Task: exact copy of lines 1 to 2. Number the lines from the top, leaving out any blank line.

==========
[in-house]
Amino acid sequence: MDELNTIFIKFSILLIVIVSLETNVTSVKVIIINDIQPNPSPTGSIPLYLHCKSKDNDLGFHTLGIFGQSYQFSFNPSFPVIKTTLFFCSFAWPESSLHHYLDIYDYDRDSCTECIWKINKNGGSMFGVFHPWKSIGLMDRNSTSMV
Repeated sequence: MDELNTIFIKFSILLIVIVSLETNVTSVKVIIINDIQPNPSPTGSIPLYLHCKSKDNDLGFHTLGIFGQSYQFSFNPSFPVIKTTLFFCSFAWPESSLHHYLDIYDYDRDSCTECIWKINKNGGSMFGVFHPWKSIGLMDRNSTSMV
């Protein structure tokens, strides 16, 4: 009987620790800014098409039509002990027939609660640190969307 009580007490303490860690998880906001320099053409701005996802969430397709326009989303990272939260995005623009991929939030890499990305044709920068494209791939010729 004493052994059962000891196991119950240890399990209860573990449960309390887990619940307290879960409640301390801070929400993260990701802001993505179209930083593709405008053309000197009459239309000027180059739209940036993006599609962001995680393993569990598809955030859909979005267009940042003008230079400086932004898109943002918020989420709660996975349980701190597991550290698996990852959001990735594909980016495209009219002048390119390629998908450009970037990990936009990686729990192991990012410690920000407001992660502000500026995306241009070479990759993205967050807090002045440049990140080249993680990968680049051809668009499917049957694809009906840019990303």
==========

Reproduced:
[in-house]
Amino acid sequence: MDELNTIFIKFSILLIVIVSLETNVTSVKVIIINDIQPNPSPTGSIPLYLHCKSKDNDLGFHTLGIFGQSYQFSFNPSFPVIKTTLFFCSFAWPESSLHHYLDIYDYDRDSCTECIWKINKNGGSMFGVFHPWKSIGLMDRNSTSMV